Like it or not, telemedicine is quickly becoming a mainstay in the medical world – but we’ve only just had a taste of the potential. As new technology evolves and systems are put in place to handle remote healthcare, the expectations are that telemedicine will become even more mainstream.
, “Telemedicine involves the use of electronic communications and software to provide clinical services to patients without an in-person visit. Telemedicine technology is frequently used for follow-up visits, management of chronic conditions, medication management, specialist consultation and a host of other clinical services that can be provided remotely via secure video and audio connections.”
As a side note, telemedicine differs somewhat from the term “telehealth,” which refers to a much broader scope of remote healthcare services including non-clinical ones like staff training and continuing education.
And while it’s common to hear doctors and administrators discuss the advantages of telemedicine, there isn’t always a ton of discussion on the patient-side benefits. So let’s take a look at the biggest pros:
“More products like smartphone apps, medical monitoring tech and health wearables are entering the consumer market and are offering ways for providers to monitor the health of patients,” . “Expect this to spur more electronic communications that encourage preventive care as well as timely medical intervention.”
The beauty of telemedicine is that doctors have a better view of patients around the clock – not just when they’re in the office. This allows for more timely care and prevents patients from only seeing a doctor when things get worse.
It’s hard to argue against the convenience factor. There’s something enticing about being able to see a doctor without having to take off work, drive to the practice, sit in a waiting room, see the doctor, and then commute back. Telemedicine cuts out all of these unnecessary elements and makes it easy to be seen – regardless of location.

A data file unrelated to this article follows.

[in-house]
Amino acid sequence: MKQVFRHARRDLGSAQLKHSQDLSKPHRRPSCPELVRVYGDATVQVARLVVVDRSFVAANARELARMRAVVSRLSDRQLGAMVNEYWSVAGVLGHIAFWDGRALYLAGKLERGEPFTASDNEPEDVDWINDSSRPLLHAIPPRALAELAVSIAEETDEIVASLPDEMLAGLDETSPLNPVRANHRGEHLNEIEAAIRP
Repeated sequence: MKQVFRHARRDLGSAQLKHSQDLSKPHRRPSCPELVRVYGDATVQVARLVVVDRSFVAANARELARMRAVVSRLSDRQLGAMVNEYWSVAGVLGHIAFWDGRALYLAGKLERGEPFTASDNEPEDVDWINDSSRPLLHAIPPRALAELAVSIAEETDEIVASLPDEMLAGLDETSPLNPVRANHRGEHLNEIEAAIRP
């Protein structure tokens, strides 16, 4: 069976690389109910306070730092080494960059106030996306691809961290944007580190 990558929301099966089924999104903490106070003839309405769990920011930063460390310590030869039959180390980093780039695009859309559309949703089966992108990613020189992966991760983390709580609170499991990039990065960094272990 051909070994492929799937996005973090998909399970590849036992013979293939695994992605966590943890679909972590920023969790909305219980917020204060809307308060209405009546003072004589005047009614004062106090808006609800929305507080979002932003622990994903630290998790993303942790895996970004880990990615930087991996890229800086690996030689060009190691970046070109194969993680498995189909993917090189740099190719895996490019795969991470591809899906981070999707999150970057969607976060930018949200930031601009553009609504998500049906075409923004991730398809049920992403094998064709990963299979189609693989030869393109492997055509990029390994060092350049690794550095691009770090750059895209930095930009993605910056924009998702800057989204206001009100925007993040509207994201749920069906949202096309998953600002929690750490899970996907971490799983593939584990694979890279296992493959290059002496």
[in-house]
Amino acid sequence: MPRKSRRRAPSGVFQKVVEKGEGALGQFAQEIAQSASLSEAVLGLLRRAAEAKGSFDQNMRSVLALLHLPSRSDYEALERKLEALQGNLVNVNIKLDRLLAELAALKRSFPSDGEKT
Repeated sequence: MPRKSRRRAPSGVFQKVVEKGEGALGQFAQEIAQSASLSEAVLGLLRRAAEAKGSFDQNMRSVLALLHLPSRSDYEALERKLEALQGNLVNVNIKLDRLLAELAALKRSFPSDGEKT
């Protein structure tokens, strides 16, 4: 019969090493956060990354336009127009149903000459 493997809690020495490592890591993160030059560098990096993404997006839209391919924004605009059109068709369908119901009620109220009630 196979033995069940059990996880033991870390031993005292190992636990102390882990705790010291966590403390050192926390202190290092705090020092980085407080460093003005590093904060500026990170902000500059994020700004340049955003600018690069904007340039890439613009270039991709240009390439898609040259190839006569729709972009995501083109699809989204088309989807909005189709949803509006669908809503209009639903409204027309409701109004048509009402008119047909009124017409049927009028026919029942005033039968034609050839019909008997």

The cost of going to the doctor can be expensive. Not only does an in-person visit typically cost more on the insurance side of things, but then you have to take some of the previously mentioned factors into account. Taking off work can mean forgoing income. Driving a long distance to see a doctor uses gas. Wireless communication makes this a thing of the past.
One of the more underrated benefits of telemedicine is superior accessibility. Most of us take access to doctors for granted. If you live in or near a big city, you probably have access to a few dozen top-rated doctors. Even if you live in a small town, there are typically a handful of choices. But for those living in rural areas, a good doctor is sometimes a two or three hour drive away. Telemedicine levels the playing field and gives patients access to quality healthcare, regardless of where they live.
The point of going to see the doctor is to get better. Unfortunately, most medical offices and waiting rooms are . So, instead of getting better, you may actually catch something else and get worse. With telemedicine, patients get to stay home and avoid exposing themselves to unnecessary risk. This is especially important for young babies and the elderly, who have weakened immune systems.
It’s imperative that we don’t rush into telemedicine. By taking things slowly and waiting for patient adoption to happen naturally, better results will ensue. And once telemedicine becomes a staple of the industry, the expectations are that care will become more convenient, less expensive, and more accessible. There’s a lot to look forward to!